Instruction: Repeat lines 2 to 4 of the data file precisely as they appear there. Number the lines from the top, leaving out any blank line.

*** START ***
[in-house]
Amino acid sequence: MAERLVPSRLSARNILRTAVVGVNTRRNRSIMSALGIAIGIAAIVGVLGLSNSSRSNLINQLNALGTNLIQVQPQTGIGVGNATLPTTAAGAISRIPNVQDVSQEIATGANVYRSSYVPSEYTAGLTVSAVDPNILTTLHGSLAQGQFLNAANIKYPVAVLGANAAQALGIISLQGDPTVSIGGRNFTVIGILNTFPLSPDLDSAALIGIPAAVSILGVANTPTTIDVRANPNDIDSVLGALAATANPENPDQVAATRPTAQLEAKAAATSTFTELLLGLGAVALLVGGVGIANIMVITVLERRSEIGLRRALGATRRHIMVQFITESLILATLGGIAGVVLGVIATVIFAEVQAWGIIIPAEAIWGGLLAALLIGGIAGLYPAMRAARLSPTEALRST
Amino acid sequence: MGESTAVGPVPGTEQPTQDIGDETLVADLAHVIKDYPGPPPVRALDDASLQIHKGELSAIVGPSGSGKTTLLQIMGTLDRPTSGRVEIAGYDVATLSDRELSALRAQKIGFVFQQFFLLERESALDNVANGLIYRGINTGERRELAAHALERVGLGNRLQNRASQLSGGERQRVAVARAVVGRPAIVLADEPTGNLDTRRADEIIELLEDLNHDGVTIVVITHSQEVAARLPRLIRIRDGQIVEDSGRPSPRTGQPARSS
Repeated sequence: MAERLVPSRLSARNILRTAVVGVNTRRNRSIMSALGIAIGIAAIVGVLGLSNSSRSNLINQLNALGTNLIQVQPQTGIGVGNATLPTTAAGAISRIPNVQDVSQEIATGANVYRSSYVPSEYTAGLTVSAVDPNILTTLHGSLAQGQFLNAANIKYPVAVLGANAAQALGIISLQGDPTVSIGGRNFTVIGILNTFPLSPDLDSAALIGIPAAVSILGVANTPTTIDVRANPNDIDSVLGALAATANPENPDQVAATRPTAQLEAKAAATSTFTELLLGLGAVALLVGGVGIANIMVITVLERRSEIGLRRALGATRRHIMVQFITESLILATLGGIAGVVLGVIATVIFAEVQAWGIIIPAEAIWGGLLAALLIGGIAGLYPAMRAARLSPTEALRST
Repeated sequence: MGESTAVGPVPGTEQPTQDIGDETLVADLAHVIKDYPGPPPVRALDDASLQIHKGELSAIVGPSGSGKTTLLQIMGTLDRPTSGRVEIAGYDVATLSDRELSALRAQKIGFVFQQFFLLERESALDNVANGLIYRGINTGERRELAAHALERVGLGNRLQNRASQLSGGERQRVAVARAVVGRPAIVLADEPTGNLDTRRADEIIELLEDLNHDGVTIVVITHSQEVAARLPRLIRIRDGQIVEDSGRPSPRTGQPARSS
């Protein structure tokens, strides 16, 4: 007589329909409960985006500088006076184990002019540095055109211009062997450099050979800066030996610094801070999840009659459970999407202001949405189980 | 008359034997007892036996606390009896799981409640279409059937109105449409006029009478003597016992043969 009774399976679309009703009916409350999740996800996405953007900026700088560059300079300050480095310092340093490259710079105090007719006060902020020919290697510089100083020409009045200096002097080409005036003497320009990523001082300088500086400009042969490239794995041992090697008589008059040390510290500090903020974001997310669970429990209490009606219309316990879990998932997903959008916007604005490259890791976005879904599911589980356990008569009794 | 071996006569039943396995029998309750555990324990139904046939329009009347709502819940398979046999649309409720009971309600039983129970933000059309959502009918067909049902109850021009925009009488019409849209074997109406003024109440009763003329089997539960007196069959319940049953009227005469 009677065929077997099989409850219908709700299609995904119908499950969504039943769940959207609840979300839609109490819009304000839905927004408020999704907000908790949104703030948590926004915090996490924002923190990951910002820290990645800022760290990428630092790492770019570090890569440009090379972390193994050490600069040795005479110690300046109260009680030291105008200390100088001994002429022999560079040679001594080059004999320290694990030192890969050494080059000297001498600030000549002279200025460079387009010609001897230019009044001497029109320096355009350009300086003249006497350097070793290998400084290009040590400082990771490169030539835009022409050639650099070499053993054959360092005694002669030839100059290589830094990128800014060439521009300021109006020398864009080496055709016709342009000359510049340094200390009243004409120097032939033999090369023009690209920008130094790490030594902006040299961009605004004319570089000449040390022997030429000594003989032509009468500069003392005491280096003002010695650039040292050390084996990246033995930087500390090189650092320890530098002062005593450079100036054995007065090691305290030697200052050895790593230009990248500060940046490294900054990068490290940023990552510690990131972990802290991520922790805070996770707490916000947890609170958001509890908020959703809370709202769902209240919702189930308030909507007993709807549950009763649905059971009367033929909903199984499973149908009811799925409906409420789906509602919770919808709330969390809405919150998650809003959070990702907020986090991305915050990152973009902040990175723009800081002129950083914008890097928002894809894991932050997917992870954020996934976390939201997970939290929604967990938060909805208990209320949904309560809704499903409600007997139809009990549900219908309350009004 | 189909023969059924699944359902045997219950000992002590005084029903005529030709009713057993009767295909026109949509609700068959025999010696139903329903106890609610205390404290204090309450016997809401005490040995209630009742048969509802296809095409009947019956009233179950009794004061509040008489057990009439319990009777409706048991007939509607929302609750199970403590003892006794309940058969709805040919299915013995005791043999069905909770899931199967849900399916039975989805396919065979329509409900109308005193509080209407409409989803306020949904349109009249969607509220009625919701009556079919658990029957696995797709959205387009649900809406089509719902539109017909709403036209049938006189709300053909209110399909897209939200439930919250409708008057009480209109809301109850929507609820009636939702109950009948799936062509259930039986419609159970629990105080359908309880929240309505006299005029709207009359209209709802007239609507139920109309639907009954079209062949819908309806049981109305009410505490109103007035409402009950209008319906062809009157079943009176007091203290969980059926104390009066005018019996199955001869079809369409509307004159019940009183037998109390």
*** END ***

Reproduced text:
Amino acid sequence: MAERLVPSRLSARNILRTAVVGVNTRRNRSIMSALGIAIGIAAIVGVLGLSNSSRSNLINQLNALGTNLIQVQPQTGIGVGNATLPTTAAGAISRIPNVQDVSQEIATGANVYRSSYVPSEYTAGLTVSAVDPNILTTLHGSLAQGQFLNAANIKYPVAVLGANAAQALGIISLQGDPTVSIGGRNFTVIGILNTFPLSPDLDSAALIGIPAAVSILGVANTPTTIDVRANPNDIDSVLGALAATANPENPDQVAATRPTAQLEAKAAATSTFTELLLGLGAVALLVGGVGIANIMVITVLERRSEIGLRRALGATRRHIMVQFITESLILATLGGIAGVVLGVIATVIFAEVQAWGIIIPAEAIWGGLLAALLIGGIAGLYPAMRAARLSPTEALRST
Amino acid sequence: MGESTAVGPVPGTEQPTQDIGDETLVADLAHVIKDYPGPPPVRALDDASLQIHKGELSAIVGPSGSGKTTLLQIMGTLDRPTSGRVEIAGYDVATLSDRELSALRAQKIGFVFQQFFLLERESALDNVANGLIYRGINTGERRELAAHALERVGLGNRLQNRASQLSGGERQRVAVARAVVGRPAIVLADEPTGNLDTRRADEIIELLEDLNHDGVTIVVITHSQEVAARLPRLIRIRDGQIVEDSGRPSPRTGQPARSS
Repeated sequence: MAERLVPSRLSARNILRTAVVGVNTRRNRSIMSALGIAIGIAAIVGVLGLSNSSRSNLINQLNALGTNLIQVQPQTGIGVGNATLPTTAAGAISRIPNVQDVSQEIATGANVYRSSYVPSEYTAGLTVSAVDPNILTTLHGSLAQGQFLNAANIKYPVAVLGANAAQALGIISLQGDPTVSIGGRNFTVIGILNTFPLSPDLDSAALIGIPAAVSILGVANTPTTIDVRANPNDIDSVLGALAATANPENPDQVAATRPTAQLEAKAAATSTFTELLLGLGAVALLVGGVGIANIMVITVLERRSEIGLRRALGATRRHIMVQFITESLILATLGGIAGVVLGVIATVIFAEVQAWGIIIPAEAIWGGLLAALLIGGIAGLYPAMRAARLSPTEALRST